Finally, out of these eight companies, three companies were shortlisted to become digital infrastructure providers. These three companies were: Simato Solutions Pvt. Ltd, Saffron Solutions, and Transact Lanka Pvt. Ltd. However, it’s important to note that these three companies are NOT the developers of the National Payment Platform.
As we mentioned earlier, the digital infrastructure providers are the ones that build the applications, which merely collect your data such as your name and credit card number. Once it has this data, the application then sends it to the banks using the core NPP platform. Once the banks receive this information via the NPP, the bank’s systems then transfer the money between accounts accordingly.
In other words, TotalyPay, Saffron Solutions, and Transact Lanka are merely facilitators of the NPP. They are not it’s developers. Rather, they would build their own applications. These applications would connect to the NPP to help facilitate digital payments. The companies would also build these applications at their own cost.
Initially, these applications would be for testing purposes. But once the testing phase ends, the burden is on TotalPay, Saffron Solutions, and Transact Lanka. This burden would be to identify a suitable business model, which they can use to earn money from the applications they had built. Thus, it is the responsibility of the Digital Infrastructure Providers to recover their initial costs and identify how they can earn money through the applications they build.
So which company is the developer of the NPP? The answer to that question is that 99X Technology is the developer of the National Payment Platform. In the same manner, as the Digital Infrastructure Providers, 99X Technology was selected to be the developer of the NPP.
This process began on the 28th of September 2016 when an advertisement was placed in the local newspapers. This advertisement called for companies interested in building the core NPP platform to submit Expressions of Interest. Afterwards, seven companies were shortlisted. These seven companies were: hSenid Business Solutions, Epic Lanka, Interblocks, 99X Technology, Virtusa, PricewaterhouseCoopers, and Sanje Private Limited. The shortlisted companies were then asked to fill out a document called the Request for Proposal by the ICTA.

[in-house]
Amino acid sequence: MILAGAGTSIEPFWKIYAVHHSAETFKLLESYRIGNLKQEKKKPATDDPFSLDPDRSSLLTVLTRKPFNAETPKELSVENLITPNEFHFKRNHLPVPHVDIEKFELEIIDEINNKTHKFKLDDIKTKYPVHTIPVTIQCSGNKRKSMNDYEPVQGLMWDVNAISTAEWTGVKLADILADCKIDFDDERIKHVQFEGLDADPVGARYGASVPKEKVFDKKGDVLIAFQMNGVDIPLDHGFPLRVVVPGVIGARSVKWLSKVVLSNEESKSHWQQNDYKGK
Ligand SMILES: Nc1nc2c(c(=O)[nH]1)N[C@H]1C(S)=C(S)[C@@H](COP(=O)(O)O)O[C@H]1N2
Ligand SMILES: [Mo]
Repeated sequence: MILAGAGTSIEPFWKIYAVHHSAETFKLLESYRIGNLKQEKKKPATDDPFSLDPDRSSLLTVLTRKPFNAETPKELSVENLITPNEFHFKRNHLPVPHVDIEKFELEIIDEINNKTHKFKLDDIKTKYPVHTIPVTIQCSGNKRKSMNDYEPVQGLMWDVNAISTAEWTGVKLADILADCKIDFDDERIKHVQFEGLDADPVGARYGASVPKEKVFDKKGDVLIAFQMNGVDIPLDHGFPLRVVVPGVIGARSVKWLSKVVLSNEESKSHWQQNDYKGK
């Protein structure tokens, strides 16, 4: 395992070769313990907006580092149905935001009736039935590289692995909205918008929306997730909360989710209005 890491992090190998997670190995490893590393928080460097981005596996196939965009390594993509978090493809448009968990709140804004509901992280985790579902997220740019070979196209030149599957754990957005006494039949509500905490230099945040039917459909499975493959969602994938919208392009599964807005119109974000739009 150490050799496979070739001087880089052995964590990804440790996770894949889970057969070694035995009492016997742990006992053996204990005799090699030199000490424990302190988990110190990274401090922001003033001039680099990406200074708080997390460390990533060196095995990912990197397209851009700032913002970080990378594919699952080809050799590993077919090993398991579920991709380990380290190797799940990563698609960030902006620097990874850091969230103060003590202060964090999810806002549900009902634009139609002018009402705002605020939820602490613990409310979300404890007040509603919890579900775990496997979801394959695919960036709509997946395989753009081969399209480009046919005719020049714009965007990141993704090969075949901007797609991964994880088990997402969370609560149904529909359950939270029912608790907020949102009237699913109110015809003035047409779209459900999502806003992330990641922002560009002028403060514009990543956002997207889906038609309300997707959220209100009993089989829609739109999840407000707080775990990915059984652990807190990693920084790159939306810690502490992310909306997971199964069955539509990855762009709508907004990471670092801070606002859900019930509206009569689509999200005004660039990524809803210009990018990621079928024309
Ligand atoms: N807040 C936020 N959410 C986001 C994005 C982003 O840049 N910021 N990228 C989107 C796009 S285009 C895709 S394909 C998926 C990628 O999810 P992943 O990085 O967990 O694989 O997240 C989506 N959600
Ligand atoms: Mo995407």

This document listed in detail what was expected from the developers. These responses were then evaluated by a technical committee. Ultimately, 99X Technology was awarded the tender to build the core National Payment Platform. Thus, an official contract was signed on the 2nd of January 2017 between the ICTA and 99X Technology.
The core NPP platform, which 99X Technology was building was to be a software platform that mediated financial transactions. Additionally, the platform would also be capable of connecting to external entities such as banks, merchants, and DIPs. However, the development of software components belonging to these external entities is not the responsibility of 99X Technology.
But who would control this platform once it was built? As the contract signed between ICTA and 99X Technology, the Intellectual Property Rights of the platform would lie with ICTA and the Government of Sri Lanka. Therefore, once built 99X must hand over the software code over to ICTA. Afterwards, 99X Technology will have no right to host or operate any of the NPP software modules.
This is where we see the one key difference between 99X Technology and the digital infrastructure providers. The ICTA has no legal agreement with the digital infrastructure providers. As such, none of the three companies were paid any amount of money by the ICTA. Rather, they were merely given the opportunity to be the beta testers of the NPP once the core platform had been built.
At this point, you now know exactly what the National Payment Platform is. You also know the difference between a DIP like TotalPay and its actual developer 99X Technology. Yet this only the start of the NPP Saga, for there were many other developments that occurred behind the scenes.
Update: The article has been updated with the names of the seven companies that were shortlisted to become the developers of the National Payment Platform.